A summary of the course objectives, content, policies, and schedule.

Instructor: Dr. Durell Bouchard
Office Hours: MWF: 2:20-3:20, TTH: 2:40-3:40, also by appointment or open door
Office: Trexler 365-C
Phone: 375-4901

Course Objectives

This course focuses on the design and development of embedded systems for robotics. Students will use the Arduino microcontroller to create a mobile, sensing robot. Topics include electronics, circuits, embedded systems, 3D printing, physical computing, and real-time computing.

Intended Learning Outcomes: At the end of the course the successful student will be able to

  1. read, design, and implement circuit schematics.

  2. write programs for the Arduino microcontroller.

  3. model and print 3D parts.

  4. create a mobile robot capable of sensing and responding to its environment.

Course Content

Prerequisite: CPSC170

Hardware: Vilros Arduino Uno Rev 3 Ultimate Starer Kit & other hardware components as needed for projects.

Activities: Activities are designed to give students a structured experience in embedded systems design, implementation, and testing, and to increase the student’s ability to use and understand the tools available.

Assignments: In addition to reading, tutorials, and activities, there will be embedded systems design and implementation assignments. These assignments are designed to give the student the opportunity to put into practice the problem solving, circuit design, and programming skills they have learned.

Projects:: In addition to the smaller assignments there will three large projects. The projects will require designs that use hardware not purchased at the beginning of the semester. You are encouraged to start on them immediately when assigned to allow for delivery of hardware components.

Tests and Exam: One midterm and one comprehensive final exam will be given.

Exam Dates: Midterm Exam Thursday, February 26
Final Exam Thursday, April 23 (8:30AM-11:30AM)

Co-curricular: The Department of Mathematics, Computer Science, and Physics is offering a series of lectures designed to engage the campus community in discussions of ongoing research, novel applications, and other issues that face these disciplines. You are invited to attend all of the events but participating in at least three is mandatory. Within one week of attending an event you must submit a one page, single-spaced, paper (to Inquire) reflecting on the discussion. If you do not turn the paper in within the one week time frame you may not count that event as one you attended.

Grading: Course grades are assigned based on the following weights and scale:

Grade Weights: midterm exam……..10% final exam……….10% activities………..10%
assignments……….17% projects………….50% co-curricular……3%

Grade Scale: 93-100 A        83-86 B        73-76 C        63-66 D
90-92 A-        80-82 B-        70-72 C-        60-62 D-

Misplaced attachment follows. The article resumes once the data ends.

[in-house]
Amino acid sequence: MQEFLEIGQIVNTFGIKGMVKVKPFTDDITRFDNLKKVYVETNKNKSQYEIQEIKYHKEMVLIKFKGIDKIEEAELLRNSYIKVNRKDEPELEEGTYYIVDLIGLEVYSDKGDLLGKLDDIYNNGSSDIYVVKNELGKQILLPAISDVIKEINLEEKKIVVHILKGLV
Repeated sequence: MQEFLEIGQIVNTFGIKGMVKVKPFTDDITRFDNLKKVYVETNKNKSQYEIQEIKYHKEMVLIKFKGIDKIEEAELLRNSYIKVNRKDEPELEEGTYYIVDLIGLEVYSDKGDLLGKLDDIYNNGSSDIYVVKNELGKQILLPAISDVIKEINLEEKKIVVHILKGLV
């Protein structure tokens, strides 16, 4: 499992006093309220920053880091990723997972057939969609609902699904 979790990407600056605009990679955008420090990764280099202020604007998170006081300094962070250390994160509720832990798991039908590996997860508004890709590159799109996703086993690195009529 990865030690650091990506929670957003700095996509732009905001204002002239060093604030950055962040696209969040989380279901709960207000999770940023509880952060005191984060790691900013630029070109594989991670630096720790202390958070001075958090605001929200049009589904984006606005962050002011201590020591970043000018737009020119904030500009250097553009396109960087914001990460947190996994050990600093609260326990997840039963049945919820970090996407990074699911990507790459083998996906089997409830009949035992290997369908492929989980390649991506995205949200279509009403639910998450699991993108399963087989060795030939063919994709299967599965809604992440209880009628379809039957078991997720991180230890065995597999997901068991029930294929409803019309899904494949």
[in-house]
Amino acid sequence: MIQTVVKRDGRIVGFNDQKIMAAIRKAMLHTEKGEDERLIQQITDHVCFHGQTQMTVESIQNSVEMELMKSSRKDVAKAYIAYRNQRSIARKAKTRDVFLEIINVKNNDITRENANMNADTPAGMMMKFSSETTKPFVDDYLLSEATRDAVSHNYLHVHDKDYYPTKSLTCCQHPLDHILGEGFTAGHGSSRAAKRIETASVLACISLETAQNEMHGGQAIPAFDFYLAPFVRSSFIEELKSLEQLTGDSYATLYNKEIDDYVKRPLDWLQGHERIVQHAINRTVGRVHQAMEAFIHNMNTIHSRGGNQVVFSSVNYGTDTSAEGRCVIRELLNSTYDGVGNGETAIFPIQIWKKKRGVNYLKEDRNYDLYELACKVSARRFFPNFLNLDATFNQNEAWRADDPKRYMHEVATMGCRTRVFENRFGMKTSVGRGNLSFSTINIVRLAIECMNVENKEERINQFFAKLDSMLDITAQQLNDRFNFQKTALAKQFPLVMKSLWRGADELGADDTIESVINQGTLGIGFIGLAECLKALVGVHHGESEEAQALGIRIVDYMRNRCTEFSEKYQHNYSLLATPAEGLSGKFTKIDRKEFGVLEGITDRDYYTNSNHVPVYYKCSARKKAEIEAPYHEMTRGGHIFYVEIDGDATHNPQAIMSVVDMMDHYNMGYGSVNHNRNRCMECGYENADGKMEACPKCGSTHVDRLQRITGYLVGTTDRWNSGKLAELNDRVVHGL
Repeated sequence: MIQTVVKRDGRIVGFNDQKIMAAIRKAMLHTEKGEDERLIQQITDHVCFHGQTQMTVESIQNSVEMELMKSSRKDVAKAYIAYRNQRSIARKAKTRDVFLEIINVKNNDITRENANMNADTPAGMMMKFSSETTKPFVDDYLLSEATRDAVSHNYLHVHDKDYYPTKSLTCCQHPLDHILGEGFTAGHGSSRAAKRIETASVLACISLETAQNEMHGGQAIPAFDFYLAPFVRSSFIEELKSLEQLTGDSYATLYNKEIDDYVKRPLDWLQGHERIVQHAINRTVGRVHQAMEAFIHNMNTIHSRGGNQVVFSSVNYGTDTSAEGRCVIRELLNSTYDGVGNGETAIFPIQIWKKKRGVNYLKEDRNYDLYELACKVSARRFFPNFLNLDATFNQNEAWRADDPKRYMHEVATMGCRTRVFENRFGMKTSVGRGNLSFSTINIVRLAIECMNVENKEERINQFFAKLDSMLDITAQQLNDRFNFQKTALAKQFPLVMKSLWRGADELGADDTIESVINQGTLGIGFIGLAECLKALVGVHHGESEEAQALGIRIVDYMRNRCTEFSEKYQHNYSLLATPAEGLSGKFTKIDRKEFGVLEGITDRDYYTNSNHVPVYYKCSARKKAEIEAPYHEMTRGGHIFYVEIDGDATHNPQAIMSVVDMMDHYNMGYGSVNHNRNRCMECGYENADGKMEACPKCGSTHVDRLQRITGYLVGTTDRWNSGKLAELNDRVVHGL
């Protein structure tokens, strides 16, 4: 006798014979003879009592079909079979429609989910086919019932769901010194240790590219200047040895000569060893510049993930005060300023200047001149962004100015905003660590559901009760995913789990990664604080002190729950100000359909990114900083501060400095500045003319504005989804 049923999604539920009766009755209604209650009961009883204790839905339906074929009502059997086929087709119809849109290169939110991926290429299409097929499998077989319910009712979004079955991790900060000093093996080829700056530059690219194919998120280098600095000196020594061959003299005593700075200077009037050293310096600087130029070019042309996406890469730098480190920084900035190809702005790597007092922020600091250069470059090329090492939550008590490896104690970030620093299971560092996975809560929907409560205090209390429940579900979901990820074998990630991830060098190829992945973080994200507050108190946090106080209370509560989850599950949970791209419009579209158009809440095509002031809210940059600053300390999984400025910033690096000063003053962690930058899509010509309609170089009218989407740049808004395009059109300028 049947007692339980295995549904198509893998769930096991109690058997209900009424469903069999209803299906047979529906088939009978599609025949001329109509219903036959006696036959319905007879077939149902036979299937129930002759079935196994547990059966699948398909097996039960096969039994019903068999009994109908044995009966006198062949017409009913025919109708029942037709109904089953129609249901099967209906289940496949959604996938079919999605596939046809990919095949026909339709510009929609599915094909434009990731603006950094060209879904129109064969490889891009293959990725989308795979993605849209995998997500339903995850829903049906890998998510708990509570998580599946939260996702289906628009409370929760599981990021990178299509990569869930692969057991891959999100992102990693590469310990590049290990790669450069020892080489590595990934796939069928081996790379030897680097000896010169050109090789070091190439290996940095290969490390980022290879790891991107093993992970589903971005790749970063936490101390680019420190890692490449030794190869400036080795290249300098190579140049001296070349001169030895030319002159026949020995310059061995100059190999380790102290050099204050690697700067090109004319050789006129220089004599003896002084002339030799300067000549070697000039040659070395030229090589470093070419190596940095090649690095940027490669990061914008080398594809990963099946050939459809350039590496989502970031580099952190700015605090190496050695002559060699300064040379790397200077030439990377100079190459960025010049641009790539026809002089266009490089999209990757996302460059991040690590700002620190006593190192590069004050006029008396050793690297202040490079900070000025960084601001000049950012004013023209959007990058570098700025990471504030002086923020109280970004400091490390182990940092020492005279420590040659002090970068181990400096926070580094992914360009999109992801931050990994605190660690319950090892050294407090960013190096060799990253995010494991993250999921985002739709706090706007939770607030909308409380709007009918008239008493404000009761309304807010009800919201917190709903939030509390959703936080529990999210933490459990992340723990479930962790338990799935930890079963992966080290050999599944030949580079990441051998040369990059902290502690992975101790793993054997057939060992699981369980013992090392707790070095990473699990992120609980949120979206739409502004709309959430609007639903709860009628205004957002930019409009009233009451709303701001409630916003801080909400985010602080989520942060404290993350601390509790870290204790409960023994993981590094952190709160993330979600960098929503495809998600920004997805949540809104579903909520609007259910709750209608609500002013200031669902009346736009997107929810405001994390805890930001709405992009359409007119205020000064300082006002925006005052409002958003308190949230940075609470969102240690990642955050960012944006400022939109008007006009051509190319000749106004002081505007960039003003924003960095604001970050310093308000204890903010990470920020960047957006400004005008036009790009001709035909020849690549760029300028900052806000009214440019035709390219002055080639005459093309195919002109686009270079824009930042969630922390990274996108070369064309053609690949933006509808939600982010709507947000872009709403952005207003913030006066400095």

87-89 B+        77-79 C+        67-69 D+        below 60 F

Course Policies

Attendance Policy: Class attendance is vital to your success in this course; material covered during missed sessions is the responsibility of the student. Conversations held in class illuminate the published class materials and are subject to evaluation on subsequent tests. Moreover in-class assignments are not available for make-up.

Late Assignment Policy: Unless otherwise specified, assignments are to be turned in before the start of class on the due date. If you anticipate being unable to meet a deadline, talk to me at least 24 hours before the deadline. In extenuating circumstances we may be able to make special arrangements. Please note that this must be discussed – just sending an email does not automatically grant you extra time. If you have not been granted extra time ten percent per calendar day (24 hours) will be deducted for late work (including weekends and holidays); work more than 2 days late will receive no credit. Electronic “glitches” do not waive your responsibility to submit your work in a timely manner.

Make-up Policy: Everyone is expected to take tests, quizzes, and the exam at the scheduled time. Make-ups will be given only for legitimate, documented absences that the instructor has been notified of ahead of time. Make-up tests, if given, may be oral.

Academic Integrity: It is accepted that you have read and understood the standards for academic integrity at Roanoke College. All tests, exams, and assignments are to be the work of the individual student. You are encouraged to get help from the instructor if you need help with any aspect of the course including programs and assignments. Student assistants, tutors, and classmates may help you understand course concepts but may not show you how to do any particular aspect of an assignment. Copying someone else’s work or turning in someone else’s work is NEVER allowed. Using someone else’s work or ideas as your own is plagiarism and an academic integrity offense. Examples of academic integrity violations include copying a program or part of a program (even one line) from someone else, writing code for someone else, telling someone else how to solve a problem or having someone tell you how to solve a problem. Discussion among students about programming projects should be limited to general concepts, not specific aspects of how to complete the work.

Computer Use Policies: All students must abide by the Computer Use policies of Roanoke College. Failure to do so will result in involuntary withdrawal from the course.

Electronic Devices: The use of any electronic device during a test or quiz is prohibited. This includes cell phones, personal media players, personal digital assistants, and laptops. Any use of such a device during a test or quiz will be considered a breach of academic integrity.


Dates Topic Project
Jan 13 – Feb 19 Electronics & Circuits Instructable
Feb 24 – Mar 26 Motors & 3D Printing Maze
Mar31 – Apr 16 Real-time Computing Battle Bots